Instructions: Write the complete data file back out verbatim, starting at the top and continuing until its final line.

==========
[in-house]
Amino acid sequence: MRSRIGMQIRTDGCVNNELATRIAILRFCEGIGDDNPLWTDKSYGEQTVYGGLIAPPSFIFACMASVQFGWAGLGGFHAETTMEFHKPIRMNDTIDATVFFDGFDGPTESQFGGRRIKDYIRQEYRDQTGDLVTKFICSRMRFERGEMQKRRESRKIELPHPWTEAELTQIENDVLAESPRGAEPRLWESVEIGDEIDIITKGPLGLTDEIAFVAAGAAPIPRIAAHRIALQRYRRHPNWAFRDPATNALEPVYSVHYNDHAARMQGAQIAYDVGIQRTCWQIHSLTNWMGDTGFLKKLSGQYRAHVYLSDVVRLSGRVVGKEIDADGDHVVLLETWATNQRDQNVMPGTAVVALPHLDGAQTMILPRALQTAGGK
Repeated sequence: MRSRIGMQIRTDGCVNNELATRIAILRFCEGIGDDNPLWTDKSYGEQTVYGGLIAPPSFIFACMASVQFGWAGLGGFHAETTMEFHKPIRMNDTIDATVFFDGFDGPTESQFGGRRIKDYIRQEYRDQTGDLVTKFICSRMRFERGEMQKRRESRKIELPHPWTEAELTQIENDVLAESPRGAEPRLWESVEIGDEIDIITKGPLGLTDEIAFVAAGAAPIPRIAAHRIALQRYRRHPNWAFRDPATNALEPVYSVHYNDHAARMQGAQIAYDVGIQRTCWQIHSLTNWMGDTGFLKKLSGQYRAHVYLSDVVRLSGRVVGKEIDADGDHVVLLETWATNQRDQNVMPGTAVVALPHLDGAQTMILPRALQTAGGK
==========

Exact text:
[in-house]
Amino acid sequence: MRSRIGMQIRTDGCVNNELATRIAILRFCEGIGDDNPLWTDKSYGEQTVYGGLIAPPSFIFACMASVQFGWAGLGGFHAETTMEFHKPIRMNDTIDATVFFDGFDGPTESQFGGRRIKDYIRQEYRDQTGDLVTKFICSRMRFERGEMQKRRESRKIELPHPWTEAELTQIENDVLAESPRGAEPRLWESVEIGDEIDIITKGPLGLTDEIAFVAAGAAPIPRIAAHRIALQRYRRHPNWAFRDPATNALEPVYSVHYNDHAARMQGAQIAYDVGIQRTCWQIHSLTNWMGDTGFLKKLSGQYRAHVYLSDVVRLSGRVVGKEIDADGDHVVLLETWATNQRDQNVMPGTAVVALPHLDGAQTMILPRALQTAGGK
Repeated sequence: MRSRIGMQIRTDGCVNNELATRIAILRFCEGIGDDNPLWTDKSYGEQTVYGGLIAPPSFIFACMASVQFGWAGLGGFHAETTMEFHKPIRMNDTIDATVFFDGFDGPTESQFGGRRIKDYIRQEYRDQTGDLVTKFICSRMRFERGEMQKRRESRKIELPHPWTEAELTQIENDVLAESPRGAEPRLWESVEIGDEIDIITKGPLGLTDEIAFVAAGAAPIPRIAAHRIALQRYRRHPNWAFRDPATNALEPVYSVHYNDHAARMQGAQIAYDVGIQRTCWQIHSLTNWMGDTGFLKKLSGQYRAHVYLSDVVRLSGRVVGKEIDADGDHVVLLETWATNQRDQNVMPGTAVVALPHLDGAQTMILPRALQTAGGK